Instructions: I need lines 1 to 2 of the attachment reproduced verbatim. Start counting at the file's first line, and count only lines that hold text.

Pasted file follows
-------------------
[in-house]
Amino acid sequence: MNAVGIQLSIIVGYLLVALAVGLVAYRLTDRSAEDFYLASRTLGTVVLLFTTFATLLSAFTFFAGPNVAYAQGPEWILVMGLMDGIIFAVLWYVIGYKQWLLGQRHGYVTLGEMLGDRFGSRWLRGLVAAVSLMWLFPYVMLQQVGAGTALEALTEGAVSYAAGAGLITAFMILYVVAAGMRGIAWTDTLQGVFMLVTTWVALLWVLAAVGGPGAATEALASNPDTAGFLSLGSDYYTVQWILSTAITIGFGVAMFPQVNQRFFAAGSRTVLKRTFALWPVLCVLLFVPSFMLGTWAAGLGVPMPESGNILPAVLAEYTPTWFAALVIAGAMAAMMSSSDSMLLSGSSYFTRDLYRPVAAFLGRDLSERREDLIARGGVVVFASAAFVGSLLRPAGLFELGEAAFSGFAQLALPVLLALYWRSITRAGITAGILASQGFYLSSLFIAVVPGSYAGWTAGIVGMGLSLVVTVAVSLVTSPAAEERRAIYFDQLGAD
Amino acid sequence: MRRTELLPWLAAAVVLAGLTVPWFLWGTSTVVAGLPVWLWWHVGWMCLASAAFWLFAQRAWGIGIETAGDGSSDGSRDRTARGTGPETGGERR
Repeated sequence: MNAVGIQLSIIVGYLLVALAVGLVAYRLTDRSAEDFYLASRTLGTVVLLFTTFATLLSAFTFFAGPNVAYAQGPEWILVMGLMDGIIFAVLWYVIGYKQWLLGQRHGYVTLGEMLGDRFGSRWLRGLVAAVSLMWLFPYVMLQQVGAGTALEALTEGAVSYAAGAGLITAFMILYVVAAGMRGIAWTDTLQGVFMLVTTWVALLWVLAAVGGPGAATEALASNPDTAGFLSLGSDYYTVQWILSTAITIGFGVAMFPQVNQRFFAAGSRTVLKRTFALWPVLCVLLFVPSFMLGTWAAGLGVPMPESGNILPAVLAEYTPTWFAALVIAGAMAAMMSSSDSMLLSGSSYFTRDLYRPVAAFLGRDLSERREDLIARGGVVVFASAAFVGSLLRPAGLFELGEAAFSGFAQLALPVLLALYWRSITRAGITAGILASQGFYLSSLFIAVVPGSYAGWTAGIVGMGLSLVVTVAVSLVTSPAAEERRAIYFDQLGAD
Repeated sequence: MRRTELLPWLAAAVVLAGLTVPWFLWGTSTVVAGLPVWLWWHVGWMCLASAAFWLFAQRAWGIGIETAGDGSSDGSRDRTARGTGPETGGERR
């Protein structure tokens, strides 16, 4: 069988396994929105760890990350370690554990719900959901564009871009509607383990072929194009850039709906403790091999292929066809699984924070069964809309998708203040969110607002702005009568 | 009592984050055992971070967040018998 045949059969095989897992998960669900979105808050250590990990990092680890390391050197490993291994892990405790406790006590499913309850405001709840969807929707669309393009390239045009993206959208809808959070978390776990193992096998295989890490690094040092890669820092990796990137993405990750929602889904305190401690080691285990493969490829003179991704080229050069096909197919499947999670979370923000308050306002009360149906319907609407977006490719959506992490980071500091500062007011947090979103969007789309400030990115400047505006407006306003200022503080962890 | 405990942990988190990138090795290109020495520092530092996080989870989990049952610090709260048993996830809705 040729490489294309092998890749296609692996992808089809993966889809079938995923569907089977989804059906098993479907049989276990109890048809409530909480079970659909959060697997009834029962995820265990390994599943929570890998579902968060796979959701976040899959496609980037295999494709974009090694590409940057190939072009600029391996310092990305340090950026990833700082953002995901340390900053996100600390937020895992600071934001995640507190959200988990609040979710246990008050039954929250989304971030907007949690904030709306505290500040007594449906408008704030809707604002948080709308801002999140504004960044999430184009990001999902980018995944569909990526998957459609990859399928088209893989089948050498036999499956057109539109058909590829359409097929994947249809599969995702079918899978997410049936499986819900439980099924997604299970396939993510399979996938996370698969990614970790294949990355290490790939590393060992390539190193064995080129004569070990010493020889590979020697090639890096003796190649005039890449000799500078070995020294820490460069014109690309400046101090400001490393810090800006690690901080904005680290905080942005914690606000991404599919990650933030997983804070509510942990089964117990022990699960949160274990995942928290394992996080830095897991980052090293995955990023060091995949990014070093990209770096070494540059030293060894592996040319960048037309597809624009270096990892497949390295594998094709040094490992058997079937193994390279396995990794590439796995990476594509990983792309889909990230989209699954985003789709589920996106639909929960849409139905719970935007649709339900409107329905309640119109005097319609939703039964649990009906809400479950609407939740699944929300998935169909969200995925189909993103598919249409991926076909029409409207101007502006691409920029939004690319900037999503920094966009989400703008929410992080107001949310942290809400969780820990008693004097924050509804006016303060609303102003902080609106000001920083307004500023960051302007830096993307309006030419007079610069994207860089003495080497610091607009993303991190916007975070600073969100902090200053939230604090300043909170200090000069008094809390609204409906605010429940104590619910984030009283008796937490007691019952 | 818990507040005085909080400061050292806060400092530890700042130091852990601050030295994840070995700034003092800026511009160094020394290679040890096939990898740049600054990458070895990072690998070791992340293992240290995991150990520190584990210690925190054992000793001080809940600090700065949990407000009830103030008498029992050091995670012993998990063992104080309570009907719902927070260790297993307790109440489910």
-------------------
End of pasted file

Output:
[in-house]
Amino acid sequence: MNAVGIQLSIIVGYLLVALAVGLVAYRLTDRSAEDFYLASRTLGTVVLLFTTFATLLSAFTFFAGPNVAYAQGPEWILVMGLMDGIIFAVLWYVIGYKQWLLGQRHGYVTLGEMLGDRFGSRWLRGLVAAVSLMWLFPYVMLQQVGAGTALEALTEGAVSYAAGAGLITAFMILYVVAAGMRGIAWTDTLQGVFMLVTTWVALLWVLAAVGGPGAATEALASNPDTAGFLSLGSDYYTVQWILSTAITIGFGVAMFPQVNQRFFAAGSRTVLKRTFALWPVLCVLLFVPSFMLGTWAAGLGVPMPESGNILPAVLAEYTPTWFAALVIAGAMAAMMSSSDSMLLSGSSYFTRDLYRPVAAFLGRDLSERREDLIARGGVVVFASAAFVGSLLRPAGLFELGEAAFSGFAQLALPVLLALYWRSITRAGITAGILASQGFYLSSLFIAVVPGSYAGWTAGIVGMGLSLVVTVAVSLVTSPAAEERRAIYFDQLGAD